Development of human sonnatosensory cortical functions - what have we learned from magnetoencephalography: a review

Research output: Contribution to journalArticle

Researchers

  • Paivi Nevalainen
  • Leena Lauronen
  • Elina Pihko

Research units

Abstract

The mysteries of early development of cortical processing in humans have started to unravel with the help of new non-invasive brain research tools like multichannel magnetoencephalography (MEG). In this review, we evaluate, within a wider neuroscientific and clinical context, the value of MEG in studying normal and disturbed functional development of the human somatosensory system. The combination of excellent temporal resolution and good localization accuracy provided by MEG has, in the case of somatosensory studies, enabled the differentiation of activation patterns from the newborn’s primary (SI) and secondary somatosensory (SII) areas. Furthermore, MEG has shown that the functioning of both SI and SII in newborns has particular immature features in comparison with adults. In extremely preterm infants, the neonatal MEG response from SII also seems to potentially predict developmental outcome: those lacking SII responses at term show worse motor performance at age 2 years than those with normal SII responses at term. In older children with unilateral early brain lesions, bilateral alterations in somatosensory cortical activation detected in MEG imply that the impact of a localized insult may have an unexpectedly wide effect on cortical somatosensory networks. The achievements over the last decade show that MEG provides a unique approach for studying the development of the somatosensory system and its disturbances in childhood. MEG well complements other neuroimaging methods in studies of cortical processes in the developing brain.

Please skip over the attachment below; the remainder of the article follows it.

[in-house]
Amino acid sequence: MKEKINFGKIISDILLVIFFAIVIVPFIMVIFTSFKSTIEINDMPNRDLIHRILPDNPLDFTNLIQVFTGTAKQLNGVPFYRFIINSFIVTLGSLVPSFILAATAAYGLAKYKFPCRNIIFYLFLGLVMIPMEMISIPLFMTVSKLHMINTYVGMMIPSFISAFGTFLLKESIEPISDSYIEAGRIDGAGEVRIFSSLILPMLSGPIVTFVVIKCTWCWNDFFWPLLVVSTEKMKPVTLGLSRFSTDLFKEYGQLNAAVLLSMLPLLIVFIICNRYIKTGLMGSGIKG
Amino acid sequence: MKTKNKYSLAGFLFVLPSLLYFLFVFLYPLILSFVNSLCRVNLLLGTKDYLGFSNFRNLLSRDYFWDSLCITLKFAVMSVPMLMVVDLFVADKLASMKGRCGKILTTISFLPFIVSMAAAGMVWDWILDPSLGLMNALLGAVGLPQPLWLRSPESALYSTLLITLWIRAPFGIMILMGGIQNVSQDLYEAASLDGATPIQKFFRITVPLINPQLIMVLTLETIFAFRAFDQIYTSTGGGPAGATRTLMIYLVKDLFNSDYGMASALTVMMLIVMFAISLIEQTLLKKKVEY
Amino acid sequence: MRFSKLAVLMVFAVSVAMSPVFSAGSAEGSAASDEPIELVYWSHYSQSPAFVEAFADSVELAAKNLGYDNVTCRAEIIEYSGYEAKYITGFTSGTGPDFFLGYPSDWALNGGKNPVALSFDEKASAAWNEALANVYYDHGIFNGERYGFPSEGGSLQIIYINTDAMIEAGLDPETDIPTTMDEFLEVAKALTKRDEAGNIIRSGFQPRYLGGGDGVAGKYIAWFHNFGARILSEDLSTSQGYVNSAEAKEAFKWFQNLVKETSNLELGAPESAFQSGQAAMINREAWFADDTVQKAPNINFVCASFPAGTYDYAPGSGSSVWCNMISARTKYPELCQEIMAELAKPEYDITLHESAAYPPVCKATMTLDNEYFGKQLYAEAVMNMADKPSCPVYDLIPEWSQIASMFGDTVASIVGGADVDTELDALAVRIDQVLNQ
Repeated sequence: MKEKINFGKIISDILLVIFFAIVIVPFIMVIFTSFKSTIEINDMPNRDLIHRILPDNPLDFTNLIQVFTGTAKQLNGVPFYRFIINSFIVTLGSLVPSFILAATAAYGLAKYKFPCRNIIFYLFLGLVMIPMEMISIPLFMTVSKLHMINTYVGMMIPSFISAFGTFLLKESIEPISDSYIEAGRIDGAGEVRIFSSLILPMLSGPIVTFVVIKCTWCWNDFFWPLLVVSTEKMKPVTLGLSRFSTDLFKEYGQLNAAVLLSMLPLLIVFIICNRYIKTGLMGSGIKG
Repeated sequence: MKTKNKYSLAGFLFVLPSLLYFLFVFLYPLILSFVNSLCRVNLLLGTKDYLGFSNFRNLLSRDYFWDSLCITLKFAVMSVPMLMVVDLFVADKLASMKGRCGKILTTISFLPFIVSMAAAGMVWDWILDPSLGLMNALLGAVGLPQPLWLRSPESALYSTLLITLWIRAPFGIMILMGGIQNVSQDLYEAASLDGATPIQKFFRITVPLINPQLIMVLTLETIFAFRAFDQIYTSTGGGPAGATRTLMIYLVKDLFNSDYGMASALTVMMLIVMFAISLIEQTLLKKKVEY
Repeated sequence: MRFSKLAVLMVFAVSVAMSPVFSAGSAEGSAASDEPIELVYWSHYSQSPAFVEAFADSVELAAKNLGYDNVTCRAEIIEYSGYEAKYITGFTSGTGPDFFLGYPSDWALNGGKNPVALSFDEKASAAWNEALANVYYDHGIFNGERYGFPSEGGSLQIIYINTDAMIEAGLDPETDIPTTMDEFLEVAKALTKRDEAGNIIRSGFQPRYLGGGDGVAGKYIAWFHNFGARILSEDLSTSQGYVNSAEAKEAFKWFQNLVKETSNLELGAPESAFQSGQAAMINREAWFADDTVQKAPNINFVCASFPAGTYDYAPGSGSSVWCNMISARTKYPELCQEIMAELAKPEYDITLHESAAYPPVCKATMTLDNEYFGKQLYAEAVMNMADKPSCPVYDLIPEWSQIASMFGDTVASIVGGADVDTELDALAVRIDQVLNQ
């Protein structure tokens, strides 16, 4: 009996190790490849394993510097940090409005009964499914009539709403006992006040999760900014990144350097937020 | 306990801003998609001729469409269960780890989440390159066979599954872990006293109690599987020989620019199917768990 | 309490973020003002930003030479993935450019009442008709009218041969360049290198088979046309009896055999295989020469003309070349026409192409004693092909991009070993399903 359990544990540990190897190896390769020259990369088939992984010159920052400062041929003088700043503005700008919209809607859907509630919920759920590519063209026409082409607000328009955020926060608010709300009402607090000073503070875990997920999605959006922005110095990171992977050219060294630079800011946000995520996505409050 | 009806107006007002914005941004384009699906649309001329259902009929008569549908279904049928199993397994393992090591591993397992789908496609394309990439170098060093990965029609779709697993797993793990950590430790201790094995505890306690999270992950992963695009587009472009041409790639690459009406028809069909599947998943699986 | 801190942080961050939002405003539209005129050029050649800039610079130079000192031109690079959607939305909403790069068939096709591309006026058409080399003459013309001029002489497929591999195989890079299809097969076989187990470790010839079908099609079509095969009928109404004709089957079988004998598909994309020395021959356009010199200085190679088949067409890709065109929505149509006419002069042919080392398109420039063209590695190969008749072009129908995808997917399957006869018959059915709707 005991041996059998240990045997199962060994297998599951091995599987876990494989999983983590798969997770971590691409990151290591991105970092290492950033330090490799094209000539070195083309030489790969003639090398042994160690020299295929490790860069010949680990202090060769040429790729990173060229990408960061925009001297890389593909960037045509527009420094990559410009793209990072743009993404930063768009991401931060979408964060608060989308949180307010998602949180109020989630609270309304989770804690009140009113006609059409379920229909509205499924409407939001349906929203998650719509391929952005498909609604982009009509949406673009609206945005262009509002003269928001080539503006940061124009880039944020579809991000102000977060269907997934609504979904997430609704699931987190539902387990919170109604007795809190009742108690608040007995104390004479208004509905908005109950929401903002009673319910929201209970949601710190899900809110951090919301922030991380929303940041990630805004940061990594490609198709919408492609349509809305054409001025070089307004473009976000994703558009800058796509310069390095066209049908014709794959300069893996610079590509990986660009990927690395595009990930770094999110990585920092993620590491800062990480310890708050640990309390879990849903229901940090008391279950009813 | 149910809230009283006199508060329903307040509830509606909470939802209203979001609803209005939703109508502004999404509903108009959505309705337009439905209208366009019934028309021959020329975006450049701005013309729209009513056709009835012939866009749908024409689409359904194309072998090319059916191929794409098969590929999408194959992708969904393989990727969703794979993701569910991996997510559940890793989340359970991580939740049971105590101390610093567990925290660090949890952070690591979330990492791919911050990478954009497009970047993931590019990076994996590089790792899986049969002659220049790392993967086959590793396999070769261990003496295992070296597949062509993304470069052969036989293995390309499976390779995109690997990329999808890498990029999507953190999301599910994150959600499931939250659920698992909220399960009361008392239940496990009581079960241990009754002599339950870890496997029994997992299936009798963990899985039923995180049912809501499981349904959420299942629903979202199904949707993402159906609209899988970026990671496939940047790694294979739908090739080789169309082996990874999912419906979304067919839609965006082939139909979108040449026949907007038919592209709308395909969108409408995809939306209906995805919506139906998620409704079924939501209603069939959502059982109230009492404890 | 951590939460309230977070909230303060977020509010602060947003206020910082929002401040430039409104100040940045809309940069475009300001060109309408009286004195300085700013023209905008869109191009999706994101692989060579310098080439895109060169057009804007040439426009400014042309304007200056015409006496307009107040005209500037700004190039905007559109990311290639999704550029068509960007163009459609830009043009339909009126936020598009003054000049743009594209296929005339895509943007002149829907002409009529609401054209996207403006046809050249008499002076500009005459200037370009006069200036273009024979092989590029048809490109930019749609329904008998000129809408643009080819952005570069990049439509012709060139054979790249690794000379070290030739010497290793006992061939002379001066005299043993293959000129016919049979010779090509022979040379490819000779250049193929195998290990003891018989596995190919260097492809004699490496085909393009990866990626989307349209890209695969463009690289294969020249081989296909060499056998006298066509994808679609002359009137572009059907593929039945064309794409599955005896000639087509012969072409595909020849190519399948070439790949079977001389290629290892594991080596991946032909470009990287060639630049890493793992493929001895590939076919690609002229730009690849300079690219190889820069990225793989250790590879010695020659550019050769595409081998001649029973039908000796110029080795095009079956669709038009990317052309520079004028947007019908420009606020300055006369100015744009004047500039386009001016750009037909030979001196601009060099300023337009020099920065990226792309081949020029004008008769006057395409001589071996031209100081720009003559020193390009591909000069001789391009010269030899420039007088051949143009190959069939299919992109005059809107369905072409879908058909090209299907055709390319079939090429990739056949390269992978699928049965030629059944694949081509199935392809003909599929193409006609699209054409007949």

Details

Original languageEnglish
Article number158
Pages (from-to)1-15
JournalFRONTIERS IN HUMAN NEUROSCIENCE
Volume8
Publication statusPublished - 2014
MoE publication typeA1 Journal article-refereed

    Research areas

  • cerebral palsy, magnetoencephalography, newborn, brain development, preterm infant, somatosensory system

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